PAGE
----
Musicals used to start on stage and then go to the big screen. But that’s been changing lately, and one of the most prominent early screen-to-stage musicals was the 1952 film classic Singin’ in the Rain, which creators Betty Comden and Adolph Green adapted into a stage musical (with choreography by none other than Twyla Tharp) three decades later.

Here’s a quick rundown on Dave Grohl’s résumé: He was the drummer with Nirvana. That really ought to be enough, but Grohl also fronts the long-lasting and arguably more commercially successful Foo Fighters. This year the grunge-lite, neo-classic rock Foos released their ninth studio record Concrete and Gold

In 1891, Oscar Wilde wrote: “Man is least himself when he talks in his own person. Give him a mask, and he will tell you the truth.” This evokes mysterious electronic musician Slow Magic (nobody’s sure who he really is), who performs behind a multi-colored animal mask, never revealing his true face. The popular producer stops in Eugene behind his latest release Float

Eugene artists Halie Loren, Bettreena “Betty” Jaeger and Amelia Reising will never forget the first time they heard the music of Tori Amos.

There are things both vintage and new in the plastic soul of Denver-based husband and wife duo Tennis. On the band’s latest release, Yours Conditionally, Helen Reddy meets the ’70s vibe of male/female duos like Buckingham Nicks, or the soulful disco shuffle of Minnie Riperton and the Commodores’ “Easy.”

“Sonder” is defined by The Dictionary of Obscure Sorrows as the realization that each random passerby is living a life as vivid and complex as your own. Experimental indie musician Kishi Bashi  — that’s the performance name for Kaoru Ishibashi — creates a soundscape as dynamic as the lives of people buzzing around us with his vast array of instruments and meshing of genres. 

From Joseph Joachim to Jascha Heifetz to Itzhak Perlman to Joshua Bell and so many more, solo violinists have been the closest things to rock stars in classical music. Star pianists like Liszt and Glenn Gould and Van Cliburn might argue, but as even flamboyant rock pianists Little Richard, Jerry Lee Lewis and Elton John discovered, it’s easier to flash your chops onstage when you can stand up and move around.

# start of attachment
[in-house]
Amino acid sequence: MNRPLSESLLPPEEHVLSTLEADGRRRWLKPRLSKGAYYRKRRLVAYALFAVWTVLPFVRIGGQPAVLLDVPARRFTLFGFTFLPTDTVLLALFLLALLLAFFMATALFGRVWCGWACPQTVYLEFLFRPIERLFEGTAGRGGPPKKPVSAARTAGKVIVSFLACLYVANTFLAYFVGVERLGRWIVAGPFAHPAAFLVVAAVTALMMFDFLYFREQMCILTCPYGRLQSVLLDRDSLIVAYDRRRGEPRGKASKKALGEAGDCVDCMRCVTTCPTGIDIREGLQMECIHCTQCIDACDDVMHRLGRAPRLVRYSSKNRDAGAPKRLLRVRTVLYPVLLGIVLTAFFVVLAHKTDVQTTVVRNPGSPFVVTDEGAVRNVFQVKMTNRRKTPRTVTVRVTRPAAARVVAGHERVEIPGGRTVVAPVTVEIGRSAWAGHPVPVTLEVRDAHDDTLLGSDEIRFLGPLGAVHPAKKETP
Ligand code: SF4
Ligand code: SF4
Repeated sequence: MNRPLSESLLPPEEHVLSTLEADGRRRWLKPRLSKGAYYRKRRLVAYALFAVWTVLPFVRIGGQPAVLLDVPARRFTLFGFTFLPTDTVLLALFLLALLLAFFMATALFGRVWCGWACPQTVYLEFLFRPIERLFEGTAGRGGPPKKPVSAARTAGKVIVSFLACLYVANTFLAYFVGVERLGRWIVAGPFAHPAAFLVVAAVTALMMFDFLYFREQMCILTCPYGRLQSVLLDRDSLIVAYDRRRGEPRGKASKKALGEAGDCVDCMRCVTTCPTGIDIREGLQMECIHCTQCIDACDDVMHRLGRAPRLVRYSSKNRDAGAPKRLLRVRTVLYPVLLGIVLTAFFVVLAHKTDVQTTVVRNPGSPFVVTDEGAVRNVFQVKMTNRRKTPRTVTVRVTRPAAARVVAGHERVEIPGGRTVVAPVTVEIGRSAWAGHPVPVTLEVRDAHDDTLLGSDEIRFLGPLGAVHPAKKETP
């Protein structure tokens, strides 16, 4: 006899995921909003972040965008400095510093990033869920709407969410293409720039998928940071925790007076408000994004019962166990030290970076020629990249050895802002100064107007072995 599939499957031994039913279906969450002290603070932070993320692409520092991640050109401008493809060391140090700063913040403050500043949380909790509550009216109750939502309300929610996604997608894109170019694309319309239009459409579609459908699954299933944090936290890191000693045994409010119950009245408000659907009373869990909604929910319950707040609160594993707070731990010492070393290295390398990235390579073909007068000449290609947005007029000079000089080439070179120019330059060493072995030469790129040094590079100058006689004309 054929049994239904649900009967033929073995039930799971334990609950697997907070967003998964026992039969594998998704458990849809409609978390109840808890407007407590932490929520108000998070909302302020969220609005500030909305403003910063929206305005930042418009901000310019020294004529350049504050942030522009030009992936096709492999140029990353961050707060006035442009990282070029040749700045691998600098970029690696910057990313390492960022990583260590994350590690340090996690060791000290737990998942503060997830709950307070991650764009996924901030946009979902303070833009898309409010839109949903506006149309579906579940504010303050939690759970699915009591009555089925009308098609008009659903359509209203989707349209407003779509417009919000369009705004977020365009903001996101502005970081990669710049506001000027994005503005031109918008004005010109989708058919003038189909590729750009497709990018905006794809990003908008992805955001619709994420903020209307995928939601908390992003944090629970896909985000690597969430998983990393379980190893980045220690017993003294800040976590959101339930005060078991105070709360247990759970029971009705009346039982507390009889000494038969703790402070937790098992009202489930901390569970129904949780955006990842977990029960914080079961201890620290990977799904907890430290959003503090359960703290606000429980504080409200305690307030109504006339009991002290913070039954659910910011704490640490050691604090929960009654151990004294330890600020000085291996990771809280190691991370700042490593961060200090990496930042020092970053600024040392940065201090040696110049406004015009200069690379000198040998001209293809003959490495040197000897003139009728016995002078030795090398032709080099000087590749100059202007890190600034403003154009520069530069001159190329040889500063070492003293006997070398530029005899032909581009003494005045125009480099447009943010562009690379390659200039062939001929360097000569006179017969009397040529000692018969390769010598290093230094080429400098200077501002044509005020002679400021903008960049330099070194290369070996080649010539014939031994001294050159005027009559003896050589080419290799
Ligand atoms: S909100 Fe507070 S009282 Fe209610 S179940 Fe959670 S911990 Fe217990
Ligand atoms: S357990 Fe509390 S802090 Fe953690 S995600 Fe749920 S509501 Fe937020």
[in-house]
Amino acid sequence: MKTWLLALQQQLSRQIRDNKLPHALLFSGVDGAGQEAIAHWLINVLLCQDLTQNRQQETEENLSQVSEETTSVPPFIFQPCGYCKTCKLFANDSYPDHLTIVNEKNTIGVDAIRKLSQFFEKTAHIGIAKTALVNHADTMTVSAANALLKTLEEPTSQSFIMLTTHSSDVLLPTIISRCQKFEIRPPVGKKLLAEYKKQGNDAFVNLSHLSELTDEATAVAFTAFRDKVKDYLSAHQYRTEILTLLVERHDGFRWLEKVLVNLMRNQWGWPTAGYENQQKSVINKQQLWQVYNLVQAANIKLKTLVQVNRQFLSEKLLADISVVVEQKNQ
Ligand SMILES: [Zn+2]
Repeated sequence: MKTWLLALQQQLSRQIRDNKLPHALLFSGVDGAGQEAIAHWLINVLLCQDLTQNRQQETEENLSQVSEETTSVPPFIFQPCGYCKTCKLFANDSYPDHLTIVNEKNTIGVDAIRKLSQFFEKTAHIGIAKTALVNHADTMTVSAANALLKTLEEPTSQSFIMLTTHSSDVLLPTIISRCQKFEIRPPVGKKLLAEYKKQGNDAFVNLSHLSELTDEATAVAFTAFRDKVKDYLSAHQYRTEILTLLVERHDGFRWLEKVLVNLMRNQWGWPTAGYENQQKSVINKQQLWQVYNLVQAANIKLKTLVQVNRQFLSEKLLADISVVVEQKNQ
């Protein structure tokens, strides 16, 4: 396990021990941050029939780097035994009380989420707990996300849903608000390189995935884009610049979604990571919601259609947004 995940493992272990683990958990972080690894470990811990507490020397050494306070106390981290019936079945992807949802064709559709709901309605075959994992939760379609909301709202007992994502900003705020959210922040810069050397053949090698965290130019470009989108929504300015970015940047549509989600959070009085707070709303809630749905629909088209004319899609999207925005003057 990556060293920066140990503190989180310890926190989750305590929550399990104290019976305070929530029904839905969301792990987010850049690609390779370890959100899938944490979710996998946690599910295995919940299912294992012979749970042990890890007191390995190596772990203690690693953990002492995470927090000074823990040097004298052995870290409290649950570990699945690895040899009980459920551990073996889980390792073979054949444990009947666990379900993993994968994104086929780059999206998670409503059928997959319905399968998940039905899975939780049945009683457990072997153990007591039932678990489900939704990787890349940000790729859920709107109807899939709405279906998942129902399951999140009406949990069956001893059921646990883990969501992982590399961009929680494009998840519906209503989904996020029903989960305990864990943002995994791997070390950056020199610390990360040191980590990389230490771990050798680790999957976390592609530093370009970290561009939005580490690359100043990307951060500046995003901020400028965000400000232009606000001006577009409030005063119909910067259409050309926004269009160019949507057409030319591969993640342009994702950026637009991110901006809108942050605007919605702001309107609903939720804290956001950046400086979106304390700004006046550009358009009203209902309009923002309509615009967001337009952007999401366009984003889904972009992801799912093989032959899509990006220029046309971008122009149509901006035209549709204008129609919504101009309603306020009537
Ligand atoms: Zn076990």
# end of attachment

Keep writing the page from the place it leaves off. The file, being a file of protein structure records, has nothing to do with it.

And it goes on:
Ani DiFranco has had many labels — singer, multi-instrumentalist, songwriter, poet, activist, feminist, businesswoman — but at the end of the day she’s just Ani. Unlike so many in her business, DiFranco has flourished by staying true to her character and forging her own path.

Pete Bernhard, guitarist with the Santa Cruz-based The Devil Makes Three, says you’ll hear all kinds of old-timey music on his band’s latest release, Redemption and Ruin.

Los Angeles songwriter Phoebe Bridgers is emailing me from Europe, riding in a van somewhere between Germany and the Netherlands. “I can see miles and miles of forest,” Bridgers writes, “and every once in a while a big open field.” It’s a lonely scene that sits nicely alongside Bridgers’ lonely music.

A recent University of Oregon grad, now teaching in Indiana, Krause just wrote a string quartet inspired by views of Oregon’s Cascade mountains (Jefferson, the Sisters, lava fields, lonely trees, etc.) from the Dee Wright Observatory. The terrain and the feelings evoked by the Cascades are audible in Krause’s music, commissioned and performed by Eugene’s Delgani String Quartet this Sunday (Nov. 5) afternoon and Tuesday (Nov. 7) night at United Lutheran Church, 2230 Washington Street.